Economically speaking Smith was of the opinion that, in human society, free competition would automatically create the best possible balance between work and earnings, prices and gains. “But his remuneration must be at least sufficient for him to exist on it”[1] Machines were already in use in the world of labour. Smith showed what advantages in competition would arise from their use, for instance in the production of pins. But in Smith’s time there was as yet no industrial society, no study of economics as we know it today.

For Smith a deliberate and fair exchange of goods was part of man’s nature, used to satisfy his vital needs. He was not simply a function of a stock exchange process that determines the chances for distribution in society by mathematical number-shifting. Nor was competition a selection process similar to what was happening in nature.  In the animal world there is no exchange of goods. Dogs do not share their bones (cf. op.cit. Chapter 2).  The exchange of goods is based on the fact that the human being has property and can distinguish between what belongs to him and what belongs to his fellow humans. Today we have to understand Smith’s economic thinking and its empirical references mainly in terms of his philosophical and moral questions that have no room in modern capitalism. He was severely critical of the slave trade, of social injustice towards the British colonies, of the imports of gold and silver, of the poverty of simple workers and of the lust for social domination. His doctrine of liberal economics, which he developed in an anthropological and empirical framework of culture and religion, has nothing to do with excessive capitalism.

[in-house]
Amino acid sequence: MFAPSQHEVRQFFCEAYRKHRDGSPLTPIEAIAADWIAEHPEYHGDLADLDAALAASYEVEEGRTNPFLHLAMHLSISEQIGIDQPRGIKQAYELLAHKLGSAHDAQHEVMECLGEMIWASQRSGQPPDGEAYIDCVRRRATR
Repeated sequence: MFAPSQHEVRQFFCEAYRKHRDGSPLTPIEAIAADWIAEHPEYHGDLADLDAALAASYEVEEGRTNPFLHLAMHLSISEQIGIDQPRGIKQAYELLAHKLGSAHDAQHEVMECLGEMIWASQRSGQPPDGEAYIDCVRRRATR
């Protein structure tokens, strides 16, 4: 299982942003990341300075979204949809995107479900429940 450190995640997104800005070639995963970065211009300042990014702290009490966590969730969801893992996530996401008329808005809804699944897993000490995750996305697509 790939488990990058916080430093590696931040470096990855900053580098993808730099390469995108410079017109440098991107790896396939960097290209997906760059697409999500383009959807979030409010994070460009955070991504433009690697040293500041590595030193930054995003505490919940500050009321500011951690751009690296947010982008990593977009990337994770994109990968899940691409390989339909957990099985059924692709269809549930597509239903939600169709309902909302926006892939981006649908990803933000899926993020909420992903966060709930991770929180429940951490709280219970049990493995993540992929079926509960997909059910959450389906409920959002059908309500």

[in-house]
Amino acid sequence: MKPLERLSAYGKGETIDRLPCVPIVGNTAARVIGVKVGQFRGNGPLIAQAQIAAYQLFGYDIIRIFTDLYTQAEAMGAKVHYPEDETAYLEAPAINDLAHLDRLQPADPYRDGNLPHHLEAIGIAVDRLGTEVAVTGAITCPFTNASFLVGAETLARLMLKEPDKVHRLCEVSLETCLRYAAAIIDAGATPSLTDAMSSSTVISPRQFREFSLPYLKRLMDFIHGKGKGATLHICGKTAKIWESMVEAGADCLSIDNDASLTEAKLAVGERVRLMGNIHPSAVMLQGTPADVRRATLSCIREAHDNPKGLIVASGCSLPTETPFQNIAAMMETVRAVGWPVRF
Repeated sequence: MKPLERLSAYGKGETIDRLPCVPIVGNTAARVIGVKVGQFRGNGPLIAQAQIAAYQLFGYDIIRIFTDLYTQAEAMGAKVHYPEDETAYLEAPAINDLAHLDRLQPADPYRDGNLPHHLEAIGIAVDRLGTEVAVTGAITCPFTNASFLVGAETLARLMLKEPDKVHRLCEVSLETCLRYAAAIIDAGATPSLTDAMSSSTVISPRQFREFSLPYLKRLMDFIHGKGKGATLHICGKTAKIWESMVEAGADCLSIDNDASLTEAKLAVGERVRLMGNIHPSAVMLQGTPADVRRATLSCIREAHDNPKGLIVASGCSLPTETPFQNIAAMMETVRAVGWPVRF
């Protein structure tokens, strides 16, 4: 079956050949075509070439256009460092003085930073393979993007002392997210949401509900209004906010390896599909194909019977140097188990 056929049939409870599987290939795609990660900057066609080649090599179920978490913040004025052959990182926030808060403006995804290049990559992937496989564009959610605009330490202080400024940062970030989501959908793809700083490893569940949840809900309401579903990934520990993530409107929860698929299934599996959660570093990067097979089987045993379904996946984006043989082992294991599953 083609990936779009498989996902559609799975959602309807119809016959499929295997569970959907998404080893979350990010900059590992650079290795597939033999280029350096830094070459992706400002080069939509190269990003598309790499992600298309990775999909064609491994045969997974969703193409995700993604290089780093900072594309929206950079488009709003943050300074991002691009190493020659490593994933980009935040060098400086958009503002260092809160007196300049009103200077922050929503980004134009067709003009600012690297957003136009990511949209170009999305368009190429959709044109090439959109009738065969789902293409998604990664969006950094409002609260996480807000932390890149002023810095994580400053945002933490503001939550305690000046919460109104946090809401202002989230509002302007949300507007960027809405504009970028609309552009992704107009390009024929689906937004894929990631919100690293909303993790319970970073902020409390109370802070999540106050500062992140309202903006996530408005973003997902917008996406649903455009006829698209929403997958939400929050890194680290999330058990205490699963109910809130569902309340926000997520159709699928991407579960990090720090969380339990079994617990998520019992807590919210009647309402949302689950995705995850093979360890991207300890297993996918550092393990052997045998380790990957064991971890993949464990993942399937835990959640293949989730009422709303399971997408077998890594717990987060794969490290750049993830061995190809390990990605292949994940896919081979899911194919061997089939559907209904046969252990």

When he talks of the “invisible hand” that guides human beings to further the common good in his own interests instead of acting egotistically only for himself, such behaviour transcends human rationality (cf.op,cit. Book 4, Ch. 2). In terms of social anthropology he also called it the “first mystery”.  The meaning of these terms is still highly controversial among economists and social scientists.  As a deistic man of the enlightenment, critical of all dogma, he suggests in his book on “Pragmatism” that, instead of using words like “God” or “matter” one should speak of the unrecognisable energy, or the one and only power. It is unmistakable that he is trying to solve the contradictions in human nature in the framework of a religious, idealistic naturalism.  He was concerned with the Anglo-Saxon empiricism’s question of the relation between human nature and society, and with the theological question of God and the world as His creation.  The economic system as a “system of natural freedom” was brought forth by the God-given human nature by itself. Against this background he postulated the idea of reason led by experience, and this influenced his moral judgments based on natural morality.

Whatever the  reasons for having recourse to Smith today as the founder of economic liberalism, the historic and social situations then and now are completely different and cannot be compared, related or derived from each other. Smith did not develop an academically systematic economic theory but taught an experience-saturated doctrine of an economy in its empirical setting. Work and economy today are disconnected from each other through the technological and operational processes. Meanwhile the socialist and capitalist thought systems have totally taken over with their claim of being able to explain the whole of human reality with their theories and concepts. But they are unfit to solve the social conflicts in our world today. This is even too much for a welfare state or a socialist society, especially because of the growing porosity of national frontiers in today’s global development.